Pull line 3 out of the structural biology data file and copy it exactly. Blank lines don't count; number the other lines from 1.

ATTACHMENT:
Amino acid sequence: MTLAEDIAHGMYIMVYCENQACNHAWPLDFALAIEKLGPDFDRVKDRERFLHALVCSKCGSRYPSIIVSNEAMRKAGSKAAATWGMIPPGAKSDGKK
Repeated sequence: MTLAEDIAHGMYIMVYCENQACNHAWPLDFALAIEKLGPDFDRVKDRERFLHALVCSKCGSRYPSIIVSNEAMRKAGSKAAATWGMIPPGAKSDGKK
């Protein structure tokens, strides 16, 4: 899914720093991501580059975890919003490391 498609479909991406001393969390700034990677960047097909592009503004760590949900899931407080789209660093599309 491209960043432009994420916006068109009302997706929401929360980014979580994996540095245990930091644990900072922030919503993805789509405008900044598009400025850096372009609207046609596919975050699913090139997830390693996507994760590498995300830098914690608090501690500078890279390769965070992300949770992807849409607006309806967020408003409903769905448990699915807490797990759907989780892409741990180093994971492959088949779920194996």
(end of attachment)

């Protein structure tokens, strides 16, 4: 899914720093991501580059975890919003490391 498609479909991406001393969390700034990677960047097909592009503004760590949900899931407080789209660093599309 491209960043432009994420916006068109009302997706929401929360980014979580994996540095245990930091644990900072922030919503993805789509405008900044598009400025850096372009609207046609596919975050699913090139997830390693996507994760590498995300830098914690608090501690500078890279390769965070992300949770992807849409607006309806967020408003409903769905448990699915807490797990759907989780892409741990180093994971492959088949779920194996």